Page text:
While negotiating immediate plans, the seven states will also soon begin discussions on new deficit management rules beyond 2026.

Crowfoot said those talks would be more appropriate to discuss any changes to the established allocation system, such as the six states’ proposal to focus on evaporative water losses.

“To do that in a few months on a system built in a century, we don’t think it’s the way to get consensus,” Crowfoot said. “Let’s focus on what’s the job … that’s making changes to water conservation here in the coming months.”

California Senator Alex Padilla and Dianne Feinstein supported the state’s proposal, saying no state will be spared water reductions as drought and climate change reduce the river’s flow.

The two Democratic senators said in a joint statement that “six other Western states dictating how much water California should give up is simply not a true consensus solution — especially from states that have not offered new cuts to their own water use. They added that the six-state proposal “does not recognize California’s higher legal water rights.”

A California tribal leader joined water managers in supporting the state’s proposal. Jordan Joaquin, president of the Quechan Tribal Council, said the proposal “reflects a meaningful effort to address the hydrological challenges facing the [Colorado River] Basin respecting the senior water rights of the tribe and others and ensuring that the Colorado can continue to exist as a living river.

Managers at Southern California’s Metropolitan Water District said they are planning additional steps this year to reduce Colorado River water use.

“But we have to do it in a way that doesn’t harm half of the people who depend on the river — the 19 million people in Southern California — said Adel Hagekhalil, MWD’s general manager. “We have to do it in a way that doesn’t destroy our $1.6 trillion economy, an economic engine for the entire United States. We need to do it in a way that can be implemented quickly, by adding water to Lakes Mead and Powell without getting caught up in a lengthy legal battle.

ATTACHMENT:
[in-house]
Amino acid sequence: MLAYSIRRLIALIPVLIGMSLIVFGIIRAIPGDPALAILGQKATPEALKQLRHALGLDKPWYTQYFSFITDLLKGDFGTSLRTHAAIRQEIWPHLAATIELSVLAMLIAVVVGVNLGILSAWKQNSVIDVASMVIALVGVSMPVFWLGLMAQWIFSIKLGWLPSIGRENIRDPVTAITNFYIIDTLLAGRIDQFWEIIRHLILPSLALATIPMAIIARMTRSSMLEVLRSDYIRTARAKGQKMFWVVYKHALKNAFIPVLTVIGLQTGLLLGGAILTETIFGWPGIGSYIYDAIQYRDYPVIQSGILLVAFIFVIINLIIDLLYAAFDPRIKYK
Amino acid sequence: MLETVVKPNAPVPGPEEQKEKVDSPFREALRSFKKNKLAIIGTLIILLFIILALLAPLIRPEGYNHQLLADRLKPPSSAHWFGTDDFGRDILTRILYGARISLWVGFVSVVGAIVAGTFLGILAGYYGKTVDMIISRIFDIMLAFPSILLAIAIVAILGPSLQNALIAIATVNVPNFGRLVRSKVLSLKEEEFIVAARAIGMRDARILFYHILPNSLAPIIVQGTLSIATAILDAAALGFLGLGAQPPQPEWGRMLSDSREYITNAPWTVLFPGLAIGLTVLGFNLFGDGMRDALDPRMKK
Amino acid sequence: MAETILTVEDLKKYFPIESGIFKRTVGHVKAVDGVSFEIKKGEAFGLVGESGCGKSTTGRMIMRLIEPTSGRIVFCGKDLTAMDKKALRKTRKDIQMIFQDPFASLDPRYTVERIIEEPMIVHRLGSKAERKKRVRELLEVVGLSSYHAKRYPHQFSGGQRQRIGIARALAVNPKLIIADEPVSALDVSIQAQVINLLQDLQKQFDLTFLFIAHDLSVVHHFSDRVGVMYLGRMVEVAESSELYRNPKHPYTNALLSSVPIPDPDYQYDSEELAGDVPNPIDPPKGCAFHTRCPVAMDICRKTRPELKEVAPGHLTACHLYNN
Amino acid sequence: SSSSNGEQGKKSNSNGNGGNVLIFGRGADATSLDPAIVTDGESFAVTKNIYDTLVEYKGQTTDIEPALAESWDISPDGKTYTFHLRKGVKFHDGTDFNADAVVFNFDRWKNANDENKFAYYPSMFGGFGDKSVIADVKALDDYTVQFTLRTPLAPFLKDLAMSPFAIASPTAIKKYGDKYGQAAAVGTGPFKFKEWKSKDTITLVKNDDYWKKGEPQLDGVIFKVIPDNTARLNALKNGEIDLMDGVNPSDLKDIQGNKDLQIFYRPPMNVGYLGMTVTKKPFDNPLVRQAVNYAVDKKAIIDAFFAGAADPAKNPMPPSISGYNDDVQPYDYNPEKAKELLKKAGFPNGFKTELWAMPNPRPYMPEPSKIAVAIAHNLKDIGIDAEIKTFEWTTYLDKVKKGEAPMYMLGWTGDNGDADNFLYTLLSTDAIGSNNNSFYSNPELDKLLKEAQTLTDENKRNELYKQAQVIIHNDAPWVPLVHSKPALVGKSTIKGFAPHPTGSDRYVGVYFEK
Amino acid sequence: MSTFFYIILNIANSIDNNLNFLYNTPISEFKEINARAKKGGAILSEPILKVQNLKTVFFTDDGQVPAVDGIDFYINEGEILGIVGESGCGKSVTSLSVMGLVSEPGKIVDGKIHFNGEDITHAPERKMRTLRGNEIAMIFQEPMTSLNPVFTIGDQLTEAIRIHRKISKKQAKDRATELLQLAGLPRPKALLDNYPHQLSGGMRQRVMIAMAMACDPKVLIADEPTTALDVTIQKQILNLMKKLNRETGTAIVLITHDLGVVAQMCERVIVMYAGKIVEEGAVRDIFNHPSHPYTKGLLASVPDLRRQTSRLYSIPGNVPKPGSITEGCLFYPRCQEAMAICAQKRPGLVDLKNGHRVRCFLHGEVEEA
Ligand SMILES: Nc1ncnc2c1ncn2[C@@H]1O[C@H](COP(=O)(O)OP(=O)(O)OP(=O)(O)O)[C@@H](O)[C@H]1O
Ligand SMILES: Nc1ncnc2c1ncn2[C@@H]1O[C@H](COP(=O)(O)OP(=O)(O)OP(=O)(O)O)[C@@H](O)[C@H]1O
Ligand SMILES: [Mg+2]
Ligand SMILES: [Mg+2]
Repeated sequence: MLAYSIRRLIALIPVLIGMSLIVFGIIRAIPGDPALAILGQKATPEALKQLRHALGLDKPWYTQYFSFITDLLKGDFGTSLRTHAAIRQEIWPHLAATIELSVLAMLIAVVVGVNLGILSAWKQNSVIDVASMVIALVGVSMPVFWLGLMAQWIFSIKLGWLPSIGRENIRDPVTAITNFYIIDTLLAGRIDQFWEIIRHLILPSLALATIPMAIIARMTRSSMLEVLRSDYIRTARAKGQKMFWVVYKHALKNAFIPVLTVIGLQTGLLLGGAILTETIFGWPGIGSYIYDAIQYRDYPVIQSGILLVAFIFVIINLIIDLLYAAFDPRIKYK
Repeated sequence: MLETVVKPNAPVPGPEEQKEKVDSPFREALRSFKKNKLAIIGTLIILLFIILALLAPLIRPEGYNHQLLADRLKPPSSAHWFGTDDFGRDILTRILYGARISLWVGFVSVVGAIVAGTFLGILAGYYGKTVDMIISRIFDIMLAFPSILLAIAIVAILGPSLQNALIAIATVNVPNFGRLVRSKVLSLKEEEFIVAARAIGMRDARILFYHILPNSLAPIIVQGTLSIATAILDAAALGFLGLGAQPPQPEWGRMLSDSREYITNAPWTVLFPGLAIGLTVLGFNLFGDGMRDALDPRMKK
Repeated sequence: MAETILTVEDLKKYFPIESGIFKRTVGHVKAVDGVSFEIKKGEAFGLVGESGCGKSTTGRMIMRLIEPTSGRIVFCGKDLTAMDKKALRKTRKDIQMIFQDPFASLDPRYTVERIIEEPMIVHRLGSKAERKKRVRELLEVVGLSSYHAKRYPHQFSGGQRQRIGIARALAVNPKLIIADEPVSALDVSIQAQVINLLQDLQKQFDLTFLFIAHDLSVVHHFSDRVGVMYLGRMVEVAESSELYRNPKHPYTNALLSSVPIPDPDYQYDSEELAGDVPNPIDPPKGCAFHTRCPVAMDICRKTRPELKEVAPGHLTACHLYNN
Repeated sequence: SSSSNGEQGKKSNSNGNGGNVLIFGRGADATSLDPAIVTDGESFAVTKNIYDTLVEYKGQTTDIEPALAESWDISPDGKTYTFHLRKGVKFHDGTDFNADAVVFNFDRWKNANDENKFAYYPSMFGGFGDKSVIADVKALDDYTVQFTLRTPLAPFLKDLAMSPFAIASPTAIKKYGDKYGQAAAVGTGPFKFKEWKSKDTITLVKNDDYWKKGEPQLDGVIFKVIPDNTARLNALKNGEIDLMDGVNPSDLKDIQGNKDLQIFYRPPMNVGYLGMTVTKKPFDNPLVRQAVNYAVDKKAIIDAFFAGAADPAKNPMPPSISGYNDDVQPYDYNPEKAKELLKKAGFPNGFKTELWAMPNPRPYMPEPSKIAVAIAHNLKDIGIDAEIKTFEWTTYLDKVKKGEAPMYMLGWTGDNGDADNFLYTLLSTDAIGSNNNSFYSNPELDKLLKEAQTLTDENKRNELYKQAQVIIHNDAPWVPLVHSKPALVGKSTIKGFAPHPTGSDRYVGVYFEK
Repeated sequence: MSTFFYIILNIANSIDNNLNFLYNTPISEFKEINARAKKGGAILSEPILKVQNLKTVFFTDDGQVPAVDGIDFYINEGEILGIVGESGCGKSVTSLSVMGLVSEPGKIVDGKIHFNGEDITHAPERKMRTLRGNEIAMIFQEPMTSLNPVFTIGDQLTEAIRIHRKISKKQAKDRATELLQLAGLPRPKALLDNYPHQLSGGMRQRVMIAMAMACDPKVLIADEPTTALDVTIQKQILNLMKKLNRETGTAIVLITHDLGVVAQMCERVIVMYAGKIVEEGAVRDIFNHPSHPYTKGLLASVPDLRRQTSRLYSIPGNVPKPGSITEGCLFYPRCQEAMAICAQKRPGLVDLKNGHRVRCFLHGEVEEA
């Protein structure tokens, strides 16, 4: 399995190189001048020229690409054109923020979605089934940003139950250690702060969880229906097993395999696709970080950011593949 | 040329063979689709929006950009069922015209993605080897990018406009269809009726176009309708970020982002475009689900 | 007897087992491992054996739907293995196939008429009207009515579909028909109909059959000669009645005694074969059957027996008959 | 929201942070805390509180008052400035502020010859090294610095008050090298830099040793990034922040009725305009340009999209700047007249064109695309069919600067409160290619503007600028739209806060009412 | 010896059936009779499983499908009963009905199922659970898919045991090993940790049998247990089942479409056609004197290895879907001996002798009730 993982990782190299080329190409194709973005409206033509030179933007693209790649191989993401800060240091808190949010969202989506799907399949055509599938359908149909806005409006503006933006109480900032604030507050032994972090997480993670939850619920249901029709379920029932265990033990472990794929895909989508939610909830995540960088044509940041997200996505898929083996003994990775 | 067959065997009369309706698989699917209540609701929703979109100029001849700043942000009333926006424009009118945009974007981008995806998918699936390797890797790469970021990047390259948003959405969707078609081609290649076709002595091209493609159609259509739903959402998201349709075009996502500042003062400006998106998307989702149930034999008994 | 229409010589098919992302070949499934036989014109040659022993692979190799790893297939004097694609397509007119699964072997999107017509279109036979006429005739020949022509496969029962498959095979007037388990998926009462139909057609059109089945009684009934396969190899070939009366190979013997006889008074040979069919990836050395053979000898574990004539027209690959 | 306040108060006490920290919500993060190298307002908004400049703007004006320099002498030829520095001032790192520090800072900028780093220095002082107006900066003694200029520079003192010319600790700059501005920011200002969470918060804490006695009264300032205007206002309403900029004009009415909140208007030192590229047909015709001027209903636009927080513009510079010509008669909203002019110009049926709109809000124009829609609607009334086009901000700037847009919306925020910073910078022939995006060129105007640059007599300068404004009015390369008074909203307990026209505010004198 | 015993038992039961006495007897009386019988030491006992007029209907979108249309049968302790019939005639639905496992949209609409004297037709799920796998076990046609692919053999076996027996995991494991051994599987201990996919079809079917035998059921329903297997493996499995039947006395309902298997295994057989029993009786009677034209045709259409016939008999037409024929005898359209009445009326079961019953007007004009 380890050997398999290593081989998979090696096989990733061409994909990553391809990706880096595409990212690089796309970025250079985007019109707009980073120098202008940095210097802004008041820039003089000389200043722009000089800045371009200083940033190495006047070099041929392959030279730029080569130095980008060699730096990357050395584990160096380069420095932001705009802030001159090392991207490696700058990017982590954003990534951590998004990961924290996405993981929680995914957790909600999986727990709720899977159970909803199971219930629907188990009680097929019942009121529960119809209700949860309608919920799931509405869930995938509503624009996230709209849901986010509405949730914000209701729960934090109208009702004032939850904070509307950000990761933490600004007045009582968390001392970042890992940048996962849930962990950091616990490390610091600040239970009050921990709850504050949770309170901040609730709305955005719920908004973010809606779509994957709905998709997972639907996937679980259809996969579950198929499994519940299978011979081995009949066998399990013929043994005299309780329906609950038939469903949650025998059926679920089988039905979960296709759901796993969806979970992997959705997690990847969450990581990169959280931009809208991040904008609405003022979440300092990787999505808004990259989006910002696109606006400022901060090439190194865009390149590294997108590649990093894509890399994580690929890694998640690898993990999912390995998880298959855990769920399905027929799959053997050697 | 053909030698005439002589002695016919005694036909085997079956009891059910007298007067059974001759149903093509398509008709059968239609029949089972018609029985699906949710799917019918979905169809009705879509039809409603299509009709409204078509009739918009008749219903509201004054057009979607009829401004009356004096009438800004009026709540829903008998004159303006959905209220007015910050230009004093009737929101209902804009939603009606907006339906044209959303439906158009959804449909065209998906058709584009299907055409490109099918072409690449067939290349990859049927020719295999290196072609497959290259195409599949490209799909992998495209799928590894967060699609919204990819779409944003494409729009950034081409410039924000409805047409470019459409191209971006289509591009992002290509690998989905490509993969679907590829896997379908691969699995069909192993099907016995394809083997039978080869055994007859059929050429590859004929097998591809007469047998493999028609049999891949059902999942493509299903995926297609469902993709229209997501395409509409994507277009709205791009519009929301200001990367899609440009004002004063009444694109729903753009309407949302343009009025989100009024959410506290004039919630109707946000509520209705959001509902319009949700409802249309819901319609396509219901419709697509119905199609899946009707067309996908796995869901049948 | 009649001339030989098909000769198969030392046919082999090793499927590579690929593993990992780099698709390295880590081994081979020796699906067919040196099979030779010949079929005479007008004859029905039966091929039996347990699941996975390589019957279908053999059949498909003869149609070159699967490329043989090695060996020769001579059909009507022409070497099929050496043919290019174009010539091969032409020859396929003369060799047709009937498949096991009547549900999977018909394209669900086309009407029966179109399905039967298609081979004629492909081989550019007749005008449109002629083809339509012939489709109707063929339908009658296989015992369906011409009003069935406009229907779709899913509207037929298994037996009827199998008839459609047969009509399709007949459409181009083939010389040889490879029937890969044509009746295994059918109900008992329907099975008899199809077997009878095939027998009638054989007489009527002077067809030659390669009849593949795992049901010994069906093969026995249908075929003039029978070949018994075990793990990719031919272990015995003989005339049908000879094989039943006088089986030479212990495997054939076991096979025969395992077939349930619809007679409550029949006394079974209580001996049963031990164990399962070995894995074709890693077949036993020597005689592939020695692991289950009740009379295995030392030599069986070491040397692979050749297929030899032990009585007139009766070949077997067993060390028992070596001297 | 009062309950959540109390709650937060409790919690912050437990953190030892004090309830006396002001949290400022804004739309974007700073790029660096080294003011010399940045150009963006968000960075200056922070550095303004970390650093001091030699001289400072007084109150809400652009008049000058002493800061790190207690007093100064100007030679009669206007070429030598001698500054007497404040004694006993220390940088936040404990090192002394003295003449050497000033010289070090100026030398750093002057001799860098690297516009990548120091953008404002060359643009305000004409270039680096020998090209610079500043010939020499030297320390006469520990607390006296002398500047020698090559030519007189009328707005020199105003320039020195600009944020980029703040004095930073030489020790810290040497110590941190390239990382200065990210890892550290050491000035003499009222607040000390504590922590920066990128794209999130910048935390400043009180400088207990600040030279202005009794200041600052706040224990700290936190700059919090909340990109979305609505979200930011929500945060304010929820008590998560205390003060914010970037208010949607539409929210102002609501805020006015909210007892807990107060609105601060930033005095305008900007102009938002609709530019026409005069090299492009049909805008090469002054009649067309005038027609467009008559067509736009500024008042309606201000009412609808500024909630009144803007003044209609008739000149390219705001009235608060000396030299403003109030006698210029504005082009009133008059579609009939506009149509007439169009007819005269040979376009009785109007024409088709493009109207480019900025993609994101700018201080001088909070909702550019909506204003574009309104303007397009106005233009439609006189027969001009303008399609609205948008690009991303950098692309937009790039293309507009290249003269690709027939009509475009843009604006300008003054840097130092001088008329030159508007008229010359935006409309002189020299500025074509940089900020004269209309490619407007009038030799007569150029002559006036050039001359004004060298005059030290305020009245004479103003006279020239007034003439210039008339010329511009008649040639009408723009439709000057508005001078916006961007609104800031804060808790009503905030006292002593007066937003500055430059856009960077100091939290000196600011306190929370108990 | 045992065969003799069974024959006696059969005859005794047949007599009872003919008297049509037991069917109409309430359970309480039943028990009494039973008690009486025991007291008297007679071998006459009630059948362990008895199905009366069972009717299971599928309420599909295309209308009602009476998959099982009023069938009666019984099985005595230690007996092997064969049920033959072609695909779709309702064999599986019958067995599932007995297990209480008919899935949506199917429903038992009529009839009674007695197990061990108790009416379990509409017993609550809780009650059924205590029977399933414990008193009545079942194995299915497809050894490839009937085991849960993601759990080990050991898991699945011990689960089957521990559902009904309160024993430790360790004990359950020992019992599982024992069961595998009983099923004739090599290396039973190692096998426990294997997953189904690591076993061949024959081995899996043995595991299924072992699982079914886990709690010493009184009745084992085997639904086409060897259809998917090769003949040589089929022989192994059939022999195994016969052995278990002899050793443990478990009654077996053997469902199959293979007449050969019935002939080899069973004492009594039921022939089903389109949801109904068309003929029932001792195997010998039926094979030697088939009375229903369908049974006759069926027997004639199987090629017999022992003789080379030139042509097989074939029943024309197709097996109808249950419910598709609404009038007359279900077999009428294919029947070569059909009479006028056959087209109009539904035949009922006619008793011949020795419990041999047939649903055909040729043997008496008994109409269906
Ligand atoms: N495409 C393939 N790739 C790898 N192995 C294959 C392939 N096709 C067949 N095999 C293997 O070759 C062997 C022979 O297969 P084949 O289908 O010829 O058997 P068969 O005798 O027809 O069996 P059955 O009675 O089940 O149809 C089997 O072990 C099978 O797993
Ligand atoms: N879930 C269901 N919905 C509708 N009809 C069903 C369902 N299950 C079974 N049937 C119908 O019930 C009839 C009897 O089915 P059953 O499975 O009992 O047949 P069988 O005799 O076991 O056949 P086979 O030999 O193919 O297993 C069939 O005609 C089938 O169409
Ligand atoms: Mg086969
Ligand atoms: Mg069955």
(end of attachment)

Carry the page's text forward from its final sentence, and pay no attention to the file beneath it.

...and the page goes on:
In December, leaders of the water wholesalers declared a regional drought emergency and called on local suppliers to reduce water use. MWD’s managers discussed plans to move to mandatory conservation measures across the region by allocating supplies to all of the district’s 26 member agencies.

Adán Ortega, chair of the MWD board, said the district is preparing to take these measures to “do our part in saving the Colorado River.”

“We’ve actually started preparing our member agencies and the public for this possibility, so that’s a good-faith gesture that we hope the other states will take seriously,” Ortega said.

Ortega said the six-state proposal would lead to disputes over evaporative loss calculations, “not to mention the disputes you’re going to get over changing the rule on the river.”

He said that would be a “very ill-advised shortcut”.

The Valley Voice
The Valley Voice
Christopher Brito is a social media producer and trending writer for The Valley Voice, with a focus on sports and stories related to race and culture.


Please enter your comment!
Please enter your name here

Share post:


More like this